Tips For Choosing The Best Offer For Your Home
Winning In A Multiple Offer Situation
Congratulations! After all of your hard work, your house has finally received an offer. In a hot real estate market such as Atlanta, there’s a real possibility that you might receive multiple offers. In that case, there are a few things that you should keep in mind when choosing the best offer for your home.
Rely On The Knowledge & Experience Of Your REALTOR®
Luckily, you have an experienced real estate agent on your side to help navigate a multiple offer situation. However, you should still have a general understanding of how the process works. In multiple offer situations, your agent may advise you to pick one offer to begin negotiating, or, call for a highest and best period where a deadline is given to all buyers to submit their highest and best offer. When it comes time to negotiate an individual offer, you essentially have three options: accept, reject, or make a counter offer.
Mentally Prepare For Offers In Advance
Before you ever receive the first offer, you should have your limits and baselines in mind. Determine in advance what is most important to you when selling your home. If price is number one, then be prepared to be flexible on your closing date or the length of your due diligence. If you absolutely must be closed by a certain time, then perhaps you could be flexible when it comes to price or terms. Setting your limits ahead of time will make it easier to agree to a strong offer or reject a low offer and move on.
Keep All Factors In Mind
Yes, price is the number one factor most sellers focus on. But remember, there are numerous other things to keep in mind, such as earnest money amount, closing costs, contingency periods, financing terms and items included in the sale. In the end, choosing the offer that has fewer contingencies and stronger financing may be worth a lower sales price if the transaction closes on time and with minimal issues.
Make Sure The Buyer Is Financially Qualified
It’s best to accept an offer from a buyer who is pre-qualified and has funding in place. That way, the deal won’t fall through because of the buyer’s inability to obtain the appropriate loan. Pre-approved buyers should include a letter from their lender with the initial offer; this shows the amount that the bank is lending to the buyer. An all-cash buyer is ideal, as well, but it is important to make sure the buyer has the funds available to purchase your home. With cash offers, consider requiring recent bank statements or an official statement from the bank.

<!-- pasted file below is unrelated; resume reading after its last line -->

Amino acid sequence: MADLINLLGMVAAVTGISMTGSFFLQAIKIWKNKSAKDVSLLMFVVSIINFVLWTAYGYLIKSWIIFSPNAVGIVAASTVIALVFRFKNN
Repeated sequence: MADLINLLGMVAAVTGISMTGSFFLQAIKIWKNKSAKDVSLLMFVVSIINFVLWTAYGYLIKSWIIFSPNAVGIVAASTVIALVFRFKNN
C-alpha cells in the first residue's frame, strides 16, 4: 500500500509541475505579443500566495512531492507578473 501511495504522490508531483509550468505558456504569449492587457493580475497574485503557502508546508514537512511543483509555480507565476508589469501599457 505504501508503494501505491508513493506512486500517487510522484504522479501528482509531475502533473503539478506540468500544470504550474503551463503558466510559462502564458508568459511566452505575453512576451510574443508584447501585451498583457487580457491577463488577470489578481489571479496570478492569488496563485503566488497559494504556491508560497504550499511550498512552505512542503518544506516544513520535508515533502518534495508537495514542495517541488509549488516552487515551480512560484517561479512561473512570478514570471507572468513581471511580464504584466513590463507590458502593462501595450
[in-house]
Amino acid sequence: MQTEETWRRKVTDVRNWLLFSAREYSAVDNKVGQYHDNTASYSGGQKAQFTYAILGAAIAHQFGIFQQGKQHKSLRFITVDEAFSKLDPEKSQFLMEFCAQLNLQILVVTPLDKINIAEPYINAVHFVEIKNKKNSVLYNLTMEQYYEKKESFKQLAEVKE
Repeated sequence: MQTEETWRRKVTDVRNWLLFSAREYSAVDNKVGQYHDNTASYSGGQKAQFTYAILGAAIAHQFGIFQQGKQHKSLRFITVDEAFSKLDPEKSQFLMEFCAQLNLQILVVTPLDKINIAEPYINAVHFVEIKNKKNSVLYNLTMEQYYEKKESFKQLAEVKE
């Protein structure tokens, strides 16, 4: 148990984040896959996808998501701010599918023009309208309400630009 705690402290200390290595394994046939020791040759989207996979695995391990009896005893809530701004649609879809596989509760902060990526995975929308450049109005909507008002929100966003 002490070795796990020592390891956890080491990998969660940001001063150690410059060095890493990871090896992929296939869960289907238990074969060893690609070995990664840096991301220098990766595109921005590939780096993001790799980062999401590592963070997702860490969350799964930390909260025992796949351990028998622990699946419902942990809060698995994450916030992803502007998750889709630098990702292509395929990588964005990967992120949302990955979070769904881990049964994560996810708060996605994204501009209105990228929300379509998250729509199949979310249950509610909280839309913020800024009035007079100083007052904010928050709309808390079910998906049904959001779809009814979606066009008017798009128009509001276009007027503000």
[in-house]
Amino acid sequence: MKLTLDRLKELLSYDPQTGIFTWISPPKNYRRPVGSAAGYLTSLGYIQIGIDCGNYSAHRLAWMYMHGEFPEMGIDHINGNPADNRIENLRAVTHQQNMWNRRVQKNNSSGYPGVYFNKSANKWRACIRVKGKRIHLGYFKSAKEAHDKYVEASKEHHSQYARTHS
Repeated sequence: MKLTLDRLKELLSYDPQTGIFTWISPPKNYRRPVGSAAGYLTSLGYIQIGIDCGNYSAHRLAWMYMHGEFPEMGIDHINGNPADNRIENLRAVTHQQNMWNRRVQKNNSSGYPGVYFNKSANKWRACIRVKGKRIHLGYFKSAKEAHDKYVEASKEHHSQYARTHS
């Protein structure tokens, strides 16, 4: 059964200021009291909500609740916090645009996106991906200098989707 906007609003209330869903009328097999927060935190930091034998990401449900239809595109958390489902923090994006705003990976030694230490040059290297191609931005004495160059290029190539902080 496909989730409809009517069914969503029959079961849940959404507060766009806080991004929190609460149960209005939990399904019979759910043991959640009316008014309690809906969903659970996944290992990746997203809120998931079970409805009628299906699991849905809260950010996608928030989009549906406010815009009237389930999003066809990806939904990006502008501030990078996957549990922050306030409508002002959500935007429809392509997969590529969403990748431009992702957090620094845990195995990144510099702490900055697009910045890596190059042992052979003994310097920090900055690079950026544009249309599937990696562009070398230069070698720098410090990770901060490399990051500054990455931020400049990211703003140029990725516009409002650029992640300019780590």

Look At The Earnest Money
Earnest money is, essentially, a good-faith deposit on your home to show the buyer is serious about going through with the deal. A small amount of earnest money? The buyer might not be as serious as you’d like and could simply walk away from the deal. As the seller, the more earnest money you can get, the better. Keep in mind, the earnest money may be refundable to the buyer, even if they don’t go through with the purchase.
For example, if the buyer is legitimately unable to qualify for financing, or, if they decide to back out of the deal during a due-diligence (buyer option) period. However, you may be able to negotiate a non-refundable deposit if the buyer really wants your home, so try and get a non-refundable deposit if the buyer will agree to it.
Determine The Best Closing Date
The best closing date varies from person to person. Some sellers are on a strict deadline and need to be settled into their new home in a short period of time. Others require a rent-back agreement, where the sellers stay in the home as renters after the home is already sold. Most sellers try to avoid moving twice after selling their home, so make sure the closing date presented in the offer works for you and your timeline.